For longtime workers, empty Colorado State Fair is ‘just not fair’


Anthony A. Mestas

Shari Giordano, a longtime staff member at the Colorado State Fair, sits in the empty, historic grandstands. This year's Fair is a far cry from years past because COVID-19 has forced organizers to rethink the popular community event and there is clearly a difference.

PUEBLO — It’s simply not fair.

When Sherry Giordano drove up to the gates at the Colorado State Fair last Thursday, she couldn’t help but cry.

There were more tears flowing than people inside because it wasn’t the same as it had been for the past 26 years she has worked there.

The reality of the coronavirus set in and Giordano saw how much this pandemic had made a difference.

“We love the fair. We love Pueblo. We love Colorado. But we really love the fair experience and that has changed drastically this year because of COVID-19,” Giordano said Tuesday as she sat in the shadow of the empty historic grandstands.

“You get sawdust in your blood and you can’t get it out,” she added.

Giordano, who has worked at the Fair’s box office since 1995, gets emotional when she sees the sharp contrast from years past.

On Sept. 1, 2019, there were 66,630 people at the Fair celebrating Fiesta Day.

On Tuesday morning – a year to the day – there were no more than 200 people behind the gates, which consisted mostly of staff and 4-H students getting ready for the annual livestock auction.

Aside from fairgoers, there were no vendors, no plastic toy stands, no wracks of knock-off Denver Broncos jerseys and no sales inside the Palace of Agriculture.

The midway looked like a small parking lot, absent of carnival games and rides, and most noticeably, people.

Wayne DeHerrera, who has worked in the fair entertainment venues since 1983, said he felt the same as Giordano.

“For me, it’s the entertainment. There’s no music, there are no sounds that we all are used to. But we do have the livestock events and that has to continue because that’s what the fair really is all about,” DeHerrera said, testing a microphone for the livestock auction in the Southwest Motors Events Center.

“On this part of the grounds, it seems like there’s a regular fair going on. But when you go a few steps toward the other side, it’s another story. It’s kind of sad not seeing all the action and excitement.”

DeHerrera said it’s something staff members at the fair just have to deal with.

“It’s out of our control,” he said.

DeHerrera, who usually books acts at the Coke Stage and amphitheater near the grandstands, said walking by the stages on the first day of the fair stirred up emotions.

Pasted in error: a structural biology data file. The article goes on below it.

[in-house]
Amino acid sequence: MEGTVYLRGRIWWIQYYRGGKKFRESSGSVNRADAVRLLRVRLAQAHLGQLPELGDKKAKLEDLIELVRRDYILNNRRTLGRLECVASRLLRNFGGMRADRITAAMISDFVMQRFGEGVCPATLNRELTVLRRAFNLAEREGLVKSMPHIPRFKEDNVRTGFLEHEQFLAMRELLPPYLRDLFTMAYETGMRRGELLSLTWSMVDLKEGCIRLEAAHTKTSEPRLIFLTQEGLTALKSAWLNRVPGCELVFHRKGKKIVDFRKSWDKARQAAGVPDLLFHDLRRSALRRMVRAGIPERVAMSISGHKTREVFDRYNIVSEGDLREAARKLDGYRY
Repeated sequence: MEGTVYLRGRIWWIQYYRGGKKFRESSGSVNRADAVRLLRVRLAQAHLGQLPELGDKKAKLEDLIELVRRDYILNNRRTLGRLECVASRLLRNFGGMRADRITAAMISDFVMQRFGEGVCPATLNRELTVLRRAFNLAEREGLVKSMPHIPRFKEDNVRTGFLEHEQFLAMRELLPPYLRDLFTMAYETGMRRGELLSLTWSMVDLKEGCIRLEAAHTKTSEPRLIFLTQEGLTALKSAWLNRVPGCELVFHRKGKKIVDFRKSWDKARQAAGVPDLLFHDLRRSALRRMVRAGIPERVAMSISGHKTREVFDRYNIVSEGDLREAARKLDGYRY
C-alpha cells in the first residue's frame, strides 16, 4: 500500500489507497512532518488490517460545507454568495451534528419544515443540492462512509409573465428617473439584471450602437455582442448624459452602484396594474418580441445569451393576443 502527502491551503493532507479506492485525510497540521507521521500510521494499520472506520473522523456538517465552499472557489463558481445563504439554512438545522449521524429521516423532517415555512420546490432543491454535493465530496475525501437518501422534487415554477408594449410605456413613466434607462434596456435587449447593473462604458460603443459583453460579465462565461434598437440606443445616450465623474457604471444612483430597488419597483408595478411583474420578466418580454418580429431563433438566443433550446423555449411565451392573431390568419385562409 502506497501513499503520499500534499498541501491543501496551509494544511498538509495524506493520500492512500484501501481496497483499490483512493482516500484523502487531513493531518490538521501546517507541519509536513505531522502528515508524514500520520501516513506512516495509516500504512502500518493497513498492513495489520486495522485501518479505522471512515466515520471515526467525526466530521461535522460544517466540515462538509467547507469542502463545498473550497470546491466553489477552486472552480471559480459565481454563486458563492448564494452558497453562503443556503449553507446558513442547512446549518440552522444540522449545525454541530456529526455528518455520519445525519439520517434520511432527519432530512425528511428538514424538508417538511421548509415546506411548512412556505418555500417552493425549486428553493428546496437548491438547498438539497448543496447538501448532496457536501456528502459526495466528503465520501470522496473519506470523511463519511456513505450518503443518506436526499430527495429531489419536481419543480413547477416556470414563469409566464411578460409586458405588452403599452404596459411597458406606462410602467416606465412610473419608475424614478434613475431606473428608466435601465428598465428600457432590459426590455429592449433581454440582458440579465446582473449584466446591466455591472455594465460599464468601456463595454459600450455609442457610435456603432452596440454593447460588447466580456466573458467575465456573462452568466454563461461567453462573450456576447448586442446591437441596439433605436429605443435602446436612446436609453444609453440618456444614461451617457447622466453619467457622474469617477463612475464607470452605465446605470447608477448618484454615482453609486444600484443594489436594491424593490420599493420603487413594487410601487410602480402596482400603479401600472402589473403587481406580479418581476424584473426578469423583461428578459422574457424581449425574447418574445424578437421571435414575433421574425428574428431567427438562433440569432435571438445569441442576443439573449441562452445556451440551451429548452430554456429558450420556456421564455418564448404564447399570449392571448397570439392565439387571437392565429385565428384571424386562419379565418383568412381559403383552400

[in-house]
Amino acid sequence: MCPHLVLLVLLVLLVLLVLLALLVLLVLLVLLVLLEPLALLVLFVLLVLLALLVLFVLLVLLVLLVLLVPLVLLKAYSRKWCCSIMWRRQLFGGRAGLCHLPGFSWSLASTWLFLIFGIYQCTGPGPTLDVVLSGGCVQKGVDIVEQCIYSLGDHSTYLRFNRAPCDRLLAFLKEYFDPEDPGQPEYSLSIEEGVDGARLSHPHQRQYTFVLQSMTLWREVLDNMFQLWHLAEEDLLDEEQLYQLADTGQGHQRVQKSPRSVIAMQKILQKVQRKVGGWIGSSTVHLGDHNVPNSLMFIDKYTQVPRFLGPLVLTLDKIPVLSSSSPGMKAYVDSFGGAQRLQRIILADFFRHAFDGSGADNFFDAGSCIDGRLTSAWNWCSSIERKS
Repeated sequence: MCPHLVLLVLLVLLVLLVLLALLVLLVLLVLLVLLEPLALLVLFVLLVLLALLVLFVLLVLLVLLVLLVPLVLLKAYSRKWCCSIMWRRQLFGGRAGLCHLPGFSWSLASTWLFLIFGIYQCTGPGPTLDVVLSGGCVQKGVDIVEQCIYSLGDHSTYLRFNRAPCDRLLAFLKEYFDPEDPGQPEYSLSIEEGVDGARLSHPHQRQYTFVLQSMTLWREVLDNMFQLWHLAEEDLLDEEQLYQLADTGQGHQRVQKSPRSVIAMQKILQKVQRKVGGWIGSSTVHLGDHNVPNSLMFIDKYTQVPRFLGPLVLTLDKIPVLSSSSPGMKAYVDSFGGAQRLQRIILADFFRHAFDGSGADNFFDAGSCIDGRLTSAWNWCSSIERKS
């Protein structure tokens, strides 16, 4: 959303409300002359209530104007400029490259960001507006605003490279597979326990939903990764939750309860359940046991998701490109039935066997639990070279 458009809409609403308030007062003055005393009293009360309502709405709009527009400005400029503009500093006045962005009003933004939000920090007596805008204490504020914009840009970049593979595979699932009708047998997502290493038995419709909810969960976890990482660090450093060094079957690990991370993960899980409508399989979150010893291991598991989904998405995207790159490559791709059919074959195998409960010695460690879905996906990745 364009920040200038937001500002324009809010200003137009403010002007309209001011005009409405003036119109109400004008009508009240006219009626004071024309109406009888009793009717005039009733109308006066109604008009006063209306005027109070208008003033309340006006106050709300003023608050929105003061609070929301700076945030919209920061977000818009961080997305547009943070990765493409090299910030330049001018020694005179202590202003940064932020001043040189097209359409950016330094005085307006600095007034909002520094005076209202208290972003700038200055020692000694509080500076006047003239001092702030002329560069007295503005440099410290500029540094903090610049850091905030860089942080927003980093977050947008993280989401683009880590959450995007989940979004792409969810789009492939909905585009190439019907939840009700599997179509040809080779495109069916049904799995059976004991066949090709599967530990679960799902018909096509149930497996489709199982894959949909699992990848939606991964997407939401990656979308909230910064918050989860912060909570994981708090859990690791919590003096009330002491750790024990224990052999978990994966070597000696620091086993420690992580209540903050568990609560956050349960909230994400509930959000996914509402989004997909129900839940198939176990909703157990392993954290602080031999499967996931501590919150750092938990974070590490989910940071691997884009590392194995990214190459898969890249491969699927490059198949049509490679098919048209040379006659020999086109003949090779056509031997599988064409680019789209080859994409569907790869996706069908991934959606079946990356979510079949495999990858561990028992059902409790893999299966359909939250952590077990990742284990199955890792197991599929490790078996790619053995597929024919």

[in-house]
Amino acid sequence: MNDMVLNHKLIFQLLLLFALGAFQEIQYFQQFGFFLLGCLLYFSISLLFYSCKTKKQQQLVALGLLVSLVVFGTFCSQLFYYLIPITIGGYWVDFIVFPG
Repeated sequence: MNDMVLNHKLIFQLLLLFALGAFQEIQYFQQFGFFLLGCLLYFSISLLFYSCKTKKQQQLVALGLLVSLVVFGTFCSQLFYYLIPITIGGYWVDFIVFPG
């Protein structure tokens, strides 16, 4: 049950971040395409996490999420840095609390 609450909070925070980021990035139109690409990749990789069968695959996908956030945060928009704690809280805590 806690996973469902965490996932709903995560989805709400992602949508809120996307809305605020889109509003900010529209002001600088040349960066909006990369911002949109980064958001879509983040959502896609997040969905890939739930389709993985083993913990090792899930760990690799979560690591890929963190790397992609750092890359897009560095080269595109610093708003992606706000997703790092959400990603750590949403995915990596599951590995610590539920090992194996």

“There’s usually so many people here. It’s weird. But we are all happy that we at least have something going on and it wasn’t canceled like fairs in other states have been,” he said.

Both DeHerrera and Giordano said when the pandemic first hit, they didn’t think it would last as long as it has.

“But here we are,” DeHerrera said.

The Colorado State Fair was one of the last staples in Pueblo to announce it would be modified. Other popular Steel City events have been canceled.

“We all had hope that we wouldn’t cancel. We are keeping our heads above water,” DeHerrera said.

Fair General Manager Scott Stoller said his main goal was to keep the spirit of the fair alive with livestock shows and even Fiesta Day activities scheduled for Sunday.

Stoller said the Drive Thru Fair Food operation has been a huge success thanks to loyal fairgoers.

“It has been way more popular than we have anticipated,” he said.

“Everybody has thanked us for doing this. They say it’s nice to have something.”

The drive-thru will continue Friday, Saturday and Sunday, opening at 11:30 each day.

“We love the fact that there are so many people here to support the drive-through and we are hearing so many heartwarming stories that people are here to buy food from every vendor, to support them as much as they can until things can get back to normal,” Giordano added.

“I keep saying that we want to keep the spirit of the state fair alive. It’s not just us keeping it alive, it’s also the community,” Stoller said.

The general manager said the workload feels like a usual fair, but he can’t help but long for the days when people filled the venue.

The Coke Stage at the Colorado State Fair sits empty Tuesday. A year to the day in 2019 there were thousands of people gathered inside the grounds for Fiesta Day.

“It’s really strange when you walk around the grounds and you’re over on the fair food side and it’s packed, as well as the livestock barn. And then you walk into another area of the grounds like, say, where the carnival is, and it’s a ghost town,” Stoller said.

“It may not be the one that we wanted it to be, but it’s the one that we can do this year,” Stoller said.

Giordano, a Pueblo native, said she is happy that the fair didn’t throw in the towel and cancel.

She said it is amazing how it all came together.

“But I am so looking forward to 2021,” she said.

Tickets for next’s year’s concerts will go on sale on Sept. 10.

“We can’t wait to start selling tickets and to have that feel that things are going to get back to normal again,” Giordano said.

She said her staff, many with 25 or more years at the Fair, misses the interaction with customers.

“This is a whole new experience. It’s COVID year 2020 and we are just trying to get through it together,” she said.

“It’s just not fair this year. It’s not the fair this year.”

Chieftain reporter Anthony A. Mestas can be reached by email at or Help support local journalism with a subscription to the Chieftain